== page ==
Raphael Saadiq's latest album is called Stone Rollin'.
If you passed Raphael Saadiq on the street, you might wonder whether you'd stepped back in time. He wears tightly fitted suits, skinny black ties and thick, black-framed glasses. He makes music that almost seems like it's from another era, so it's no surprise that he's increasingly seen as the standard-bearer of old-school American R&B.
The Army Corps of Engineers began opening Louisiana's Morganza spillway on Saturday in an attempt to spare New Orleans and Baton Rouge from massive flooding. That move will send almost a third of the water in the Mississippi River spilling out into massive swaths of Cajun country in the next few days. Host Guy Raz gets the latest from NPR's Greg Allen, who's at the spillway.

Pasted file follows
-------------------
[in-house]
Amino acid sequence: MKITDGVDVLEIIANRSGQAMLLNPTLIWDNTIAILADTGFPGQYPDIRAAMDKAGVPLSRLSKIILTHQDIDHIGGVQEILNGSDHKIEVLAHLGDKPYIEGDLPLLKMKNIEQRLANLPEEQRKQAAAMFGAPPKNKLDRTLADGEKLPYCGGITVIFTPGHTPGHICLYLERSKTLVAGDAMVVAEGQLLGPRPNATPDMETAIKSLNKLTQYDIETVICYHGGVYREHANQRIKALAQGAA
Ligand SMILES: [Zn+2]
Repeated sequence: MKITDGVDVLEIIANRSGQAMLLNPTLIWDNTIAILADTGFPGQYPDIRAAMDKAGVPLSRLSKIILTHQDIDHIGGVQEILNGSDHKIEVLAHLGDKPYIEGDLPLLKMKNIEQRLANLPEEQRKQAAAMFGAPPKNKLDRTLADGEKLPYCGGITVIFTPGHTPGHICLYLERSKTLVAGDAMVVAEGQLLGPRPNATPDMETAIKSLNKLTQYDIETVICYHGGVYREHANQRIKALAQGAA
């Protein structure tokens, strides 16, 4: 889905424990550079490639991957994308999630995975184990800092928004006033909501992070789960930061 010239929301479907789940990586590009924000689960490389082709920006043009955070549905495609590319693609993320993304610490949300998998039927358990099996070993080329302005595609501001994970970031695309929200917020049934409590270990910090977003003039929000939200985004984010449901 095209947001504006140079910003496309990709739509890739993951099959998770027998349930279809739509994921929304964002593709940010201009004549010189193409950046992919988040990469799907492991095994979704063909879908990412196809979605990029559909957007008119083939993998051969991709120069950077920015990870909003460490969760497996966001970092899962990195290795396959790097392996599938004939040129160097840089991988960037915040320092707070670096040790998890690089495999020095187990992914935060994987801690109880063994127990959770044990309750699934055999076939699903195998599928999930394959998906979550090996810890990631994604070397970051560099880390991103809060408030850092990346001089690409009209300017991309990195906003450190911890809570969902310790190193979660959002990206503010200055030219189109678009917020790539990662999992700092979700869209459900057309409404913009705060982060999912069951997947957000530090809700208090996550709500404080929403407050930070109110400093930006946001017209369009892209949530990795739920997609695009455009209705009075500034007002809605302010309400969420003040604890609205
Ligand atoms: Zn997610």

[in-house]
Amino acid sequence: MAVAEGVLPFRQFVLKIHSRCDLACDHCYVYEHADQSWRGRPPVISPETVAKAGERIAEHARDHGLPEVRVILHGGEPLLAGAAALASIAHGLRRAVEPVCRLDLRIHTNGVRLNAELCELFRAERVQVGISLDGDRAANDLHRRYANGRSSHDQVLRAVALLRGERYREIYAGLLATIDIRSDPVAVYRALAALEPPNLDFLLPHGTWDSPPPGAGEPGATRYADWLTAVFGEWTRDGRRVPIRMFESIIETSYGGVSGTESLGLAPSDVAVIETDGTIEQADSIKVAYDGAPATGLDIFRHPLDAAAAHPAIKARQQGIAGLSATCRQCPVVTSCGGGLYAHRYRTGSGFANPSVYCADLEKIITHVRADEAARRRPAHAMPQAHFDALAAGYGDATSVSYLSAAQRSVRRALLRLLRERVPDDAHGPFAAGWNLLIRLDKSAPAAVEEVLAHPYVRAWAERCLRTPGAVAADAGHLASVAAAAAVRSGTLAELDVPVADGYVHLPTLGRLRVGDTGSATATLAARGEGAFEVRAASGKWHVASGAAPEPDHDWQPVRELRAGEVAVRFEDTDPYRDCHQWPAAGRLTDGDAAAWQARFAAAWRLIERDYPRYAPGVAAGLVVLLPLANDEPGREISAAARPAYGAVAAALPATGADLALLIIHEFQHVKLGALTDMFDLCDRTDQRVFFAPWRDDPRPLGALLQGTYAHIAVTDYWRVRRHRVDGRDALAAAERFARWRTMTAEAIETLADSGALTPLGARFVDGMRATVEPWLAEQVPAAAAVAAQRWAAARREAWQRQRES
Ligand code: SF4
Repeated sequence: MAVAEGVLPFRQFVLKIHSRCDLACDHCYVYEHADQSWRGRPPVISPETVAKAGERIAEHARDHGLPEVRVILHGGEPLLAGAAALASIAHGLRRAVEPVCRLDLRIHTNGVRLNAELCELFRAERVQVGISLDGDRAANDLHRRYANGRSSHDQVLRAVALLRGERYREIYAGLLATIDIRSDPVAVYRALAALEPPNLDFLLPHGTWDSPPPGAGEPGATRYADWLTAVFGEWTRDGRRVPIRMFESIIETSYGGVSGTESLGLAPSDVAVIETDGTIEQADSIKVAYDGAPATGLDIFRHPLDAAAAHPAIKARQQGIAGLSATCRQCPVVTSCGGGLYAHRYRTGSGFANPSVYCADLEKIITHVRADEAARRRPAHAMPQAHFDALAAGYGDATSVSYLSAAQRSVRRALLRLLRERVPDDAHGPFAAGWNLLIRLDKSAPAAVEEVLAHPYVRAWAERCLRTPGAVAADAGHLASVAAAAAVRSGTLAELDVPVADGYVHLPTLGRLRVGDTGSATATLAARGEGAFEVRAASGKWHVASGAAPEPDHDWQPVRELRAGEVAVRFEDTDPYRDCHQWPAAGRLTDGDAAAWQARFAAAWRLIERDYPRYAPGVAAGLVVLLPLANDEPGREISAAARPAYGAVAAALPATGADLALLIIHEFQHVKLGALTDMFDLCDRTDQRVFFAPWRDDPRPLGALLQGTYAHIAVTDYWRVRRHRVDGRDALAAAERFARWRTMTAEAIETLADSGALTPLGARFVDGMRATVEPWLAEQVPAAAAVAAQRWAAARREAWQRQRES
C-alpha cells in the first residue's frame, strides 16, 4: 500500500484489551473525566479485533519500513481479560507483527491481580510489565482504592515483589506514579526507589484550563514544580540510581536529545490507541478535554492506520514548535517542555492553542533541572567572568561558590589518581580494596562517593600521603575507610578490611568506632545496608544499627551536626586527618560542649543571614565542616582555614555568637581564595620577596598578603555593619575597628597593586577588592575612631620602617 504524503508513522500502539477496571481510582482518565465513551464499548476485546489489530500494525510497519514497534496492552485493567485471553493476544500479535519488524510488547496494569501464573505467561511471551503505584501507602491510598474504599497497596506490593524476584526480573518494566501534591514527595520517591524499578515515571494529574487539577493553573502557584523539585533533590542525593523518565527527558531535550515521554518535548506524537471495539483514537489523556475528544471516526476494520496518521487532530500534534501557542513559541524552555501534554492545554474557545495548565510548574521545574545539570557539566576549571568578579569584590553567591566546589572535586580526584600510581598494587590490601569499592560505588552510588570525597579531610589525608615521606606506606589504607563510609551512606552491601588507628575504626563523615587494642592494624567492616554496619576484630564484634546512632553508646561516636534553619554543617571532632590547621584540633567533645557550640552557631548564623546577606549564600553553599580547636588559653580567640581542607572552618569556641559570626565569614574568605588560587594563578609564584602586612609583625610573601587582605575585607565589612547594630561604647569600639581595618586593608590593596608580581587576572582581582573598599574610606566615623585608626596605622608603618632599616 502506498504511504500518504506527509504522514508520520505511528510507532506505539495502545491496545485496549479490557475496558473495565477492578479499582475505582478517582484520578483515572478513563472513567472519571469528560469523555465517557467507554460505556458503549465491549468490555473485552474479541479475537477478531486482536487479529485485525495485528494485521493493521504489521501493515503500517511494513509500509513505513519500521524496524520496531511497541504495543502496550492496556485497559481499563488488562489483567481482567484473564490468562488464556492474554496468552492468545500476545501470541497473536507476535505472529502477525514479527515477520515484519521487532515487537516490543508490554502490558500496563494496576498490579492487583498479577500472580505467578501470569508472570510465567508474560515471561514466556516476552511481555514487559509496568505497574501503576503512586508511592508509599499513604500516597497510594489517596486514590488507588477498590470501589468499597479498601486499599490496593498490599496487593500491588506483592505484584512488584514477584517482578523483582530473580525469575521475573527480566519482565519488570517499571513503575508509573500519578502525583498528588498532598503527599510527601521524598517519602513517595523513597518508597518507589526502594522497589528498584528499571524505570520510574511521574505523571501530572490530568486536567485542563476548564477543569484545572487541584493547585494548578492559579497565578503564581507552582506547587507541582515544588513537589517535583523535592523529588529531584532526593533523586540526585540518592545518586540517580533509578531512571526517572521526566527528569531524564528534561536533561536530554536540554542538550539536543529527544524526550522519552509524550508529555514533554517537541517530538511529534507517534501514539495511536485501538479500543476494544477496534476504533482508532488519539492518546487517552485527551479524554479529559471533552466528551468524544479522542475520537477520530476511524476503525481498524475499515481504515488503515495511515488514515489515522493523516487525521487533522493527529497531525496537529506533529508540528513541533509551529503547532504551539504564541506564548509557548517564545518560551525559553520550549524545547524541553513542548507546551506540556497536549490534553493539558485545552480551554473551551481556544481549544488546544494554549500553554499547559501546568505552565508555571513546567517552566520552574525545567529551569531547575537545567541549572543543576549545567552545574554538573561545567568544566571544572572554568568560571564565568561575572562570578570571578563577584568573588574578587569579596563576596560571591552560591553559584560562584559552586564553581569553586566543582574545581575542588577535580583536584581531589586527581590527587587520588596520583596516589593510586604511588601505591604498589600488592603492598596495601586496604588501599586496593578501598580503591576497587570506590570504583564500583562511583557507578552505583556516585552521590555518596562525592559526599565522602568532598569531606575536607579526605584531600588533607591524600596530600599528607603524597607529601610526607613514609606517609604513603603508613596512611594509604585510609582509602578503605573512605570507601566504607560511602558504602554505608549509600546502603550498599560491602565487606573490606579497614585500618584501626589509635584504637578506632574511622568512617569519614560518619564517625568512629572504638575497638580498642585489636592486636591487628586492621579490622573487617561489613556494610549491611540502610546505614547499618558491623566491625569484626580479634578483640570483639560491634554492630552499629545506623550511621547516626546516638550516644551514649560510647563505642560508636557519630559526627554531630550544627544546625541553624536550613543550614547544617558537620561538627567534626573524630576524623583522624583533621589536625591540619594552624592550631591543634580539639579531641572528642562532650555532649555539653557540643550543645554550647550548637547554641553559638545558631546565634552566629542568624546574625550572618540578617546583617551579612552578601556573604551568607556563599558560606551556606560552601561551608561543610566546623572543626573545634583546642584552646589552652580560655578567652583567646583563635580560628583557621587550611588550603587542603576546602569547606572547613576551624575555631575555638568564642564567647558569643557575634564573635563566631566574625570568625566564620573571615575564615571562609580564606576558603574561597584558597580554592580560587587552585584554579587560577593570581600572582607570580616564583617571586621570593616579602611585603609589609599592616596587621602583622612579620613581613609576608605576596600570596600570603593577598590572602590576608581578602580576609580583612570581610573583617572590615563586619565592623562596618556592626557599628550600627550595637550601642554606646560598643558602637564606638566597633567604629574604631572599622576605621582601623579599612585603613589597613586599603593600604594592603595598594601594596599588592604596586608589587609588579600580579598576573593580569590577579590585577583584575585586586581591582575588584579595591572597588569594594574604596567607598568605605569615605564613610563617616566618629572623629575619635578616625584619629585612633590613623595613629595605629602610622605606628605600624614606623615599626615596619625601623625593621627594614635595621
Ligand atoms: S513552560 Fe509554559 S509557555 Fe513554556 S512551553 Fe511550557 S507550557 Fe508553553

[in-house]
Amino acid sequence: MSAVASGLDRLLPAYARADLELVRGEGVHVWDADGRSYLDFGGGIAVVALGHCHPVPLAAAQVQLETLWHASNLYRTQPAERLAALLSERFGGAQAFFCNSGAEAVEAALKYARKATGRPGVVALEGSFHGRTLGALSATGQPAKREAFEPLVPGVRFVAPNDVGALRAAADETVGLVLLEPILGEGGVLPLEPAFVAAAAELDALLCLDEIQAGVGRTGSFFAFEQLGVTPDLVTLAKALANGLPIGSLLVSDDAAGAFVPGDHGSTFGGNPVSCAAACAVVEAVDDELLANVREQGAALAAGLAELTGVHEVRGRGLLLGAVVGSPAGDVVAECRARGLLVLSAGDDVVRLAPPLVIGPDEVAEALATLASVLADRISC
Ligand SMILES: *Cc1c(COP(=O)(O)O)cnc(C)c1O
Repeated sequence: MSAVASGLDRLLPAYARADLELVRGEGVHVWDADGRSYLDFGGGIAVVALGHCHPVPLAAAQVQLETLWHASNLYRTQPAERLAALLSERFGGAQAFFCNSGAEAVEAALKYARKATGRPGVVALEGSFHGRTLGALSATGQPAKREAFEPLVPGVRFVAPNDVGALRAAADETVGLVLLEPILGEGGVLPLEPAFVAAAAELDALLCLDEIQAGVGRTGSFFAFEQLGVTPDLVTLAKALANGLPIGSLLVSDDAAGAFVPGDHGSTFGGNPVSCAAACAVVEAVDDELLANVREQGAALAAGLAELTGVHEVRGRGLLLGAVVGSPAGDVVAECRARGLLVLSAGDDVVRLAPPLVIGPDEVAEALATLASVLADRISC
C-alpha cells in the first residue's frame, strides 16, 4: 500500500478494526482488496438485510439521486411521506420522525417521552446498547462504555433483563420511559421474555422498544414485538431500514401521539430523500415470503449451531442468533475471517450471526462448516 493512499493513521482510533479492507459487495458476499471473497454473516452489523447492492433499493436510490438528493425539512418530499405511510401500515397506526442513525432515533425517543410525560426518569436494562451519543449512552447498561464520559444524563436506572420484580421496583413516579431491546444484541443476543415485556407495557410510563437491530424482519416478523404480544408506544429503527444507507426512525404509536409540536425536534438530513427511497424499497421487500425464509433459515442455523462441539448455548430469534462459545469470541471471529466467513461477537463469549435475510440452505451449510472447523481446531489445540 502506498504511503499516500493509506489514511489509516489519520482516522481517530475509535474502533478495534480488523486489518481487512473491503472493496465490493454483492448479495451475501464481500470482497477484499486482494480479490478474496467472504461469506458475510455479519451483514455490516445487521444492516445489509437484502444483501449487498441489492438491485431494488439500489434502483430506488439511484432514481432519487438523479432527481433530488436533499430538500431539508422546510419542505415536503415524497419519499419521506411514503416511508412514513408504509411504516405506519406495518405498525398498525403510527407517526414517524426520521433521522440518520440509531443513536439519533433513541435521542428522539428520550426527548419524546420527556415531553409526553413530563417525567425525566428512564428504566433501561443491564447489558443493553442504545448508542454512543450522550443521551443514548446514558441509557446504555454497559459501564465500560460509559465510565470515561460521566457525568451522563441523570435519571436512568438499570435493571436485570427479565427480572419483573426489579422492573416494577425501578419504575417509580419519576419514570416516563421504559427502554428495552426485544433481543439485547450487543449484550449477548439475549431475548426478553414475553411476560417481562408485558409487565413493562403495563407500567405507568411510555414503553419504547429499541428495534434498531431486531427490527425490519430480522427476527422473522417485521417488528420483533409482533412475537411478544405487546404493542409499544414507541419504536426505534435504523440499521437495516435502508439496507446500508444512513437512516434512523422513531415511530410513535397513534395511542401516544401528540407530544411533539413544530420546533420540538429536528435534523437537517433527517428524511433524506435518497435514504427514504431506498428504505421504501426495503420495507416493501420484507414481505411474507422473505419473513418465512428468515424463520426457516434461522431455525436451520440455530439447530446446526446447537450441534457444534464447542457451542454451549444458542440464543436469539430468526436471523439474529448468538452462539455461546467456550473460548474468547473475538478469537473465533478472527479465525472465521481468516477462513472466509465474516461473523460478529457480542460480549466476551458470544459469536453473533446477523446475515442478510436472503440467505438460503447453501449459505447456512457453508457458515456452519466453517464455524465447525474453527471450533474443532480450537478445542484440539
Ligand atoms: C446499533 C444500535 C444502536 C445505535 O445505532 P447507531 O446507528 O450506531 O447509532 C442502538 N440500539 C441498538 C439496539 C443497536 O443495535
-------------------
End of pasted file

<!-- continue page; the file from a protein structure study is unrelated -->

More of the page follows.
President Obama switched gears on the issue of domestic oil drilling Saturday, announcing that he will extend leases for oil companies to drill in Alaska and the Gulf of Mexico. James Fallows, national correspondent for The Atlantic, joins host Guy Raz to discuss this and the week's other top stories.
A South Florida imam and two of his sons have been charged with providing roughly $50,000 to the Pakistani Taliban, which the State Department has designated as a terrorist organization. Three others have been charged in Pakistan.
The U.S. Attorney's office in Miami said Hafiz Muhammed Sher Ali Khan and sons Irfan Khan and Izhar Khan were arrested Saturday morning. A four-count indictment accuses the men of sending money to the Pakistani Taliban to buy guns.
According to a recent study, noise pollution could be costing lives. A World Health Organization report finds western Europeans lose years to death or disability from excessive sound. Though European countries have taken steps to turn the volume down, the U.S. backed off the effort decades ago.
Across an estimated population of 340 million people, at least one million years of healthy living are lost each year due to noise pollution in Western Europe, WHO researcher Rok Ho Kim says.